None of these values is earth-shattering relative to international peers. But they are interesting when the stock is trading on 0.4x net assets. Assuming Commerzbank's cost of equity is around 10%, then a 6% return on equity could see the stock re-rate to ~0.6x net assets for upside of 50%. At a 7% return on equity, fair value could be as high as 0.7x for upside of 75%. If nothing else, I think these numbers suggest the downside is very limited since it is hard to push return on equity much below current levels under any plausible assumptions. The conclusion is therefore that the valuation risks are geared almost exclusively to the upside.

Commerzbank has repaired its balance sheet

One further consideration is Commerzbank's balance sheet since often when banks trade at such low multiples, it is because the market sees unrealised losses lurking somewhere.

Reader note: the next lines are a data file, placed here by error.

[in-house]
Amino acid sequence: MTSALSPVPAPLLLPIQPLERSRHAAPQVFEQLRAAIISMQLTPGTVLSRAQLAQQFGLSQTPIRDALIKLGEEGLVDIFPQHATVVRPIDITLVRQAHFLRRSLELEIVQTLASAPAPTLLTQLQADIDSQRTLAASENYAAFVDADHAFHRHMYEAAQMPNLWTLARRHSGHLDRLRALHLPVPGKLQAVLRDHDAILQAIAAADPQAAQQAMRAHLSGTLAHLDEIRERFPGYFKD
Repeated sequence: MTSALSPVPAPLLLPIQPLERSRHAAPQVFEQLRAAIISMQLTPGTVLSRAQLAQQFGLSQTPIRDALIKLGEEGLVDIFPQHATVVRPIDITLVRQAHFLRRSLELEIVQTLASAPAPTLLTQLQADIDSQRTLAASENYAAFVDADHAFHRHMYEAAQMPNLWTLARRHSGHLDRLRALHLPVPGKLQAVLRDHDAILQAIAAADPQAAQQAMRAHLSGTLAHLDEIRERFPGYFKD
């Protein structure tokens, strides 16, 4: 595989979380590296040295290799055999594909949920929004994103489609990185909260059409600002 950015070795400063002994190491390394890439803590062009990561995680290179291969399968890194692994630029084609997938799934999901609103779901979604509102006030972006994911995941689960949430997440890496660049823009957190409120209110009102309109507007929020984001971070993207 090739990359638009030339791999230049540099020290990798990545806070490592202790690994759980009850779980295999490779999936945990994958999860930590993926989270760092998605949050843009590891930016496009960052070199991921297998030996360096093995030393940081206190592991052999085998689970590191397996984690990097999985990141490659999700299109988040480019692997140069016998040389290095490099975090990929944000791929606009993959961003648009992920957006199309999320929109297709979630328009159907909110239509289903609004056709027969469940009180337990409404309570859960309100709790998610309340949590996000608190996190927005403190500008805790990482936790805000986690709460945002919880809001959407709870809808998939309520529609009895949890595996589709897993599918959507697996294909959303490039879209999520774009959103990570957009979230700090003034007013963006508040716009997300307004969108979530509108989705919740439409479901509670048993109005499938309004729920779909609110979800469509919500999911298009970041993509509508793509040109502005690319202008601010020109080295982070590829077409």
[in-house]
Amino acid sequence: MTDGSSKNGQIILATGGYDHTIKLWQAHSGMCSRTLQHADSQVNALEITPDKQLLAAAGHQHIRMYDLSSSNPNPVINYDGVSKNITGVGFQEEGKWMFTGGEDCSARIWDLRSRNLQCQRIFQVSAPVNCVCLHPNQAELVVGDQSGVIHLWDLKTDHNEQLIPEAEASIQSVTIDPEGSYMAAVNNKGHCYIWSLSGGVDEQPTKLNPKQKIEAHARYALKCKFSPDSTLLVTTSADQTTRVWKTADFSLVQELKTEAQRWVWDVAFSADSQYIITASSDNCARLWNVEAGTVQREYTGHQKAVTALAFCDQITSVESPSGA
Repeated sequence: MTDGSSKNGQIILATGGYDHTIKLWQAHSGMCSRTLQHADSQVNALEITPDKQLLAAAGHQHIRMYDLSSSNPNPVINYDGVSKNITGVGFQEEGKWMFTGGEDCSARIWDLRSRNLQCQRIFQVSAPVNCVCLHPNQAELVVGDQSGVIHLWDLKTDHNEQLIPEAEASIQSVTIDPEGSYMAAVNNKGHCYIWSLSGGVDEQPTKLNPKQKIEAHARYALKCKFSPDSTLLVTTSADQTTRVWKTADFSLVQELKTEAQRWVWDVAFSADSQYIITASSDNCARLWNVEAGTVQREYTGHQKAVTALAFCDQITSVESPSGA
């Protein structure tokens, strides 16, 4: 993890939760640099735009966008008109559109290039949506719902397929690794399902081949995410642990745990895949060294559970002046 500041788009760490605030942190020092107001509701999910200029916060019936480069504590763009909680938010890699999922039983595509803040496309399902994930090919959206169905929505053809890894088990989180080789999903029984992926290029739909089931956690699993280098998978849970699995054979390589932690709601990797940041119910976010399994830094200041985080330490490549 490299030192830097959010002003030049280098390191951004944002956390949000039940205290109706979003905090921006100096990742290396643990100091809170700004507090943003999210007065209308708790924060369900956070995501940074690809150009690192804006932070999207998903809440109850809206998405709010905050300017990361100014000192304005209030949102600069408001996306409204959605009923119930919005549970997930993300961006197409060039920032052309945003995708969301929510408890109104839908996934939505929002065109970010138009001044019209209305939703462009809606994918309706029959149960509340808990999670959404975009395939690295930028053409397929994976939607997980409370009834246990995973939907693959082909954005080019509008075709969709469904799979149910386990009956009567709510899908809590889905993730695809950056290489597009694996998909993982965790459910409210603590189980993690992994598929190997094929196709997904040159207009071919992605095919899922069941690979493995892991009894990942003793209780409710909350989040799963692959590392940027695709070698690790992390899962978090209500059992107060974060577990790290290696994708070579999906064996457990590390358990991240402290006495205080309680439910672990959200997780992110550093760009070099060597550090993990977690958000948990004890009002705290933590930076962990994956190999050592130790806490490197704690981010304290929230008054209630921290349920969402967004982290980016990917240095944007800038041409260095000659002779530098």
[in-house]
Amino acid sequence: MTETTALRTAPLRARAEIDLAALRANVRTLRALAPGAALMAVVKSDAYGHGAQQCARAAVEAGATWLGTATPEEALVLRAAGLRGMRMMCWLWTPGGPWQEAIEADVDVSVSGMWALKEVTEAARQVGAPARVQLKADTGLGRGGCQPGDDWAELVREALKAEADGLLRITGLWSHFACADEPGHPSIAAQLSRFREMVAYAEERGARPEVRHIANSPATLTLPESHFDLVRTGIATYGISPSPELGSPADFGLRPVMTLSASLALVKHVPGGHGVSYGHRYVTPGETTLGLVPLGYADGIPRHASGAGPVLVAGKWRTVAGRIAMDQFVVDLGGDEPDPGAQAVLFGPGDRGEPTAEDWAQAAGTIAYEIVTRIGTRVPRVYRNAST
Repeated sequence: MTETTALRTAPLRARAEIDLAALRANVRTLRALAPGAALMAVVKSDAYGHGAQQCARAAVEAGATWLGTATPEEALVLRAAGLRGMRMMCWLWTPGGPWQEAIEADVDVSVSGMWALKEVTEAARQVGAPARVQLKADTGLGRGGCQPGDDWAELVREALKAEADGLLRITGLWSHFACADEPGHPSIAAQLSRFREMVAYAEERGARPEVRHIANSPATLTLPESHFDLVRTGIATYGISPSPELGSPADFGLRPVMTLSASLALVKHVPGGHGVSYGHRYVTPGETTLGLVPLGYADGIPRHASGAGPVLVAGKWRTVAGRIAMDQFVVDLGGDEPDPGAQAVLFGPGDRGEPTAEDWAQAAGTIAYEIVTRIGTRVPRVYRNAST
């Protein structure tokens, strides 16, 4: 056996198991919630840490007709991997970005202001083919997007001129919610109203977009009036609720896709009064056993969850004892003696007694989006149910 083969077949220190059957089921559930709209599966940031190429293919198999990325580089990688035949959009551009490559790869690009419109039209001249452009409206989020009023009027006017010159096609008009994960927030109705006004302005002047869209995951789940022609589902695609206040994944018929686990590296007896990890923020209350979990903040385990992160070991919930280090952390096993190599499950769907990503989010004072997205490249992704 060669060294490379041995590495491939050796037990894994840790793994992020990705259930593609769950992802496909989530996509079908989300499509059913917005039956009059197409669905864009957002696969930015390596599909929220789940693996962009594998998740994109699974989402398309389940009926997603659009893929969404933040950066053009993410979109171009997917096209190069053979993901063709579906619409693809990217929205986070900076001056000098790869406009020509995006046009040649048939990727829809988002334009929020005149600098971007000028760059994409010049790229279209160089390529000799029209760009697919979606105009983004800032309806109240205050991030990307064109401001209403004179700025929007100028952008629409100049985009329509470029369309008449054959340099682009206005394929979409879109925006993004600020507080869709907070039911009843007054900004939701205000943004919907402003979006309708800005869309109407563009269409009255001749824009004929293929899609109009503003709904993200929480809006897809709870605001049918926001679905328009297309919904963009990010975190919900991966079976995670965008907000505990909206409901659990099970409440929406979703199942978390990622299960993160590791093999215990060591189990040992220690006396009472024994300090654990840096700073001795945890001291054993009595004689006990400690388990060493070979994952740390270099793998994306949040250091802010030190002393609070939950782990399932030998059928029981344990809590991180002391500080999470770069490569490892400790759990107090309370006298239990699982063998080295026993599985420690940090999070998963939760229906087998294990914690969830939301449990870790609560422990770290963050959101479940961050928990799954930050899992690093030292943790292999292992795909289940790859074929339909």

Balance sheet strength has been questionable at times in the past for Commerzbank, but my view is things have changed markedly for the better in recent years. The old problem asset portfolio (Commerzbank labels it ACR, or Asset Recovery Portfolio, comprising legacy exposures in shipping, commercial property and public finance) has been worked down to de minimis levels. Remaining total asset balances were only €11bn at the end of 1Q19 having been €36bn in 2015 and €52bn in 2013.

Non-performing loan balances across the group are also low at less than 1% of the loan book in 1Q19, while loan loss provisioning through the P&L in 1Q was annualising at only ~€0.3bn, way below management's target for the full year of €0.55bn.